CDC Quietly Removes Two Controversial ME/CFS Treatments From Its Website
The Centers for Disease Control (CDC) has quietly removed two controversial and highly criticized treatments for chronic fatigue syndrome/myalgic encephalomyelitis (CFS/ME) from its website.
In early July, mentions of graded exercise therapy (GET) and cognitive behavioral therapy (CBT) were removed from the “treatment” portion of the CDC’s CFS/ME page. The move was not widely announced; Undark reported on the changes at the end of July and it was brought to The Mighty’s attention via an op-ed published by Stat yesterday.
In a statement emailed to Undark, the CDC referred to their previous treatment recommendations as “confusing” and hoped the changes would provide “more clarity.” They also told Undark they planned to share the website updates once “companion pages for health professionals” had been updated.
We continue to believe that exercise can be useful for some ME/CFS patients, and also are trying to emphasize that people need to be careful not to overdo it and push themselves so far that it harms their health. We also state that talking to a therapist to help find strategies to cope with their illness may be helpful. We know from our past discussions with patients and their loved ones that there has been confusion about what we recommend related to exercise and therapy. We hope that the updated website provides more clarity.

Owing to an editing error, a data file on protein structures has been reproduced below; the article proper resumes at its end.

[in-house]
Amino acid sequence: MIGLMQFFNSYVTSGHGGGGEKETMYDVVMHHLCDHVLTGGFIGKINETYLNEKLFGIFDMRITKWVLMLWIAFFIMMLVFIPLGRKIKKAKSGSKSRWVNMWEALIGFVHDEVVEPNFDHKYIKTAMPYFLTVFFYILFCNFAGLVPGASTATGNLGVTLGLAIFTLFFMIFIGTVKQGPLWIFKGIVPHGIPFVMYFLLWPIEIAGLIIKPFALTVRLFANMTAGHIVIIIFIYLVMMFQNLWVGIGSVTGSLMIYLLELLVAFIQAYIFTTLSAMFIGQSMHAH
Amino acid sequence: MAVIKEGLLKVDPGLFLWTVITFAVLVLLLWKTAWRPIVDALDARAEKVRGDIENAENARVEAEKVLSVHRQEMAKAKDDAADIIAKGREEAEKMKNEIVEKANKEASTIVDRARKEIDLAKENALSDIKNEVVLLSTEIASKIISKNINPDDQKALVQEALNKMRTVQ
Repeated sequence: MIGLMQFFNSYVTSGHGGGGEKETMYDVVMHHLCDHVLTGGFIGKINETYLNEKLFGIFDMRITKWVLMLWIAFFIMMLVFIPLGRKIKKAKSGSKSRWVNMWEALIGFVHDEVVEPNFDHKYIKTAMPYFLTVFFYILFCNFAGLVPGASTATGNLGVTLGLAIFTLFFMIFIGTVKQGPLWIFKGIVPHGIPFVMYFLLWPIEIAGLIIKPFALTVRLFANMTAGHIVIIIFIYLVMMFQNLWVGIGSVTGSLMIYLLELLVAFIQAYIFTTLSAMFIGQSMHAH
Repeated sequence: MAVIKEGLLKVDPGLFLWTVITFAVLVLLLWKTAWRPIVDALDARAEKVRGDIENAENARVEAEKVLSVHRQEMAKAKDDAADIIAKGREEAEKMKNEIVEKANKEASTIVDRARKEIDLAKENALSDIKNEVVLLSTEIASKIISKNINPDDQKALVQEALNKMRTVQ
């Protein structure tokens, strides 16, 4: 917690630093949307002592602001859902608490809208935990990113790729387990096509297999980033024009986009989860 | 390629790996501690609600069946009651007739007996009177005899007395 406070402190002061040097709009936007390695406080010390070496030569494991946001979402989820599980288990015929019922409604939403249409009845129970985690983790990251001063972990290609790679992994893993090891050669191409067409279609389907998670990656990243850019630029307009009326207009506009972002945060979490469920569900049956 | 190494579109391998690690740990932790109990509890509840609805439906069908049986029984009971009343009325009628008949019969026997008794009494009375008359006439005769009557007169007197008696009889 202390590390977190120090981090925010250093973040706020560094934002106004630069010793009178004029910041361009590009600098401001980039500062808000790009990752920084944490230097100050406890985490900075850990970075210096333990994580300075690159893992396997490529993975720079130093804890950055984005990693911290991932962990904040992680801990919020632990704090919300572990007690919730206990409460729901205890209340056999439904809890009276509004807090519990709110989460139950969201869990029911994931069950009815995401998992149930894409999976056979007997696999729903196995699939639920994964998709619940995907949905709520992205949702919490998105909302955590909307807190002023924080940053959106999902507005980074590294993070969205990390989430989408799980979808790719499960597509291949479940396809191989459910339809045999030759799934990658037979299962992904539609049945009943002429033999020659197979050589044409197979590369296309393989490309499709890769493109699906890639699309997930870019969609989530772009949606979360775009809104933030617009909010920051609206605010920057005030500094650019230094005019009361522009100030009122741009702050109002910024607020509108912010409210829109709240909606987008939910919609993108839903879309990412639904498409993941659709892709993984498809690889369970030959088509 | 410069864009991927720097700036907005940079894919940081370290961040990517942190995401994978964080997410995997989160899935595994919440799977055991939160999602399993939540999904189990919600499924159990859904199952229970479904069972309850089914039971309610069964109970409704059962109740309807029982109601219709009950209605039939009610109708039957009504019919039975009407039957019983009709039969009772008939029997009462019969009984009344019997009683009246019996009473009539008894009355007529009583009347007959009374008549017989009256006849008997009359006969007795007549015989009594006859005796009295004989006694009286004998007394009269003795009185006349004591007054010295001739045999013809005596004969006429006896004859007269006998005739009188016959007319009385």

CBT, a type of psychotherapy that focuses on changing patterns of thinking in order to change behaviors, and GET, which claims to improve CFS/ME symptoms by gradually increasing a patient’s physical activity, had been two of the guiding principles of CFS/ME treatment for years. In 2011, a study published in The Lancet, known as the PACE trial, claimed those two treatments gave patients a 60 percent chance of getting better and 22 percent chance of completely recovering, influencing treatment guidelines of organizations like the CDC.
However, people with CFS/ME criticized these treatments, maintaining that CFS/ME wasn’t a psychological disorder and that pushing themselves to exercise made their symptoms considerably worse. In 2015, the Institute of Medicine reported that even minimal activity increased symptoms like exhaustion, muscle pain and cognitive difficulties.
Last year, a re-analysis of the PACE trial found that the research was deeply flawed and that only around 10 percent of study participants had improved because of CBT or GET.
The CDC does not have the best track record when it comes to CFS/ME. In 1999, the CDC admitted it had diverted millions of dollars intended for CFS/ME research to other programs.
Currently, the CDC website lists treatments like avoiding push/crash cycles, using complementary therapies, stretching and movement therapies and good sleep strategies. It also notes, “patients should talk with their doctors about all potential therapies because many treatments that are promoted as cures for ME/CFS are unproven, often costly, and could be dangerous.”
Earlier this summer, research from Stanford University offered insight into the biological basis of CFS/ME. The study found a link between CFS/ME and markers of inflammation in the blood, which could pave the way for diagnostic blood tests as well as future treatments.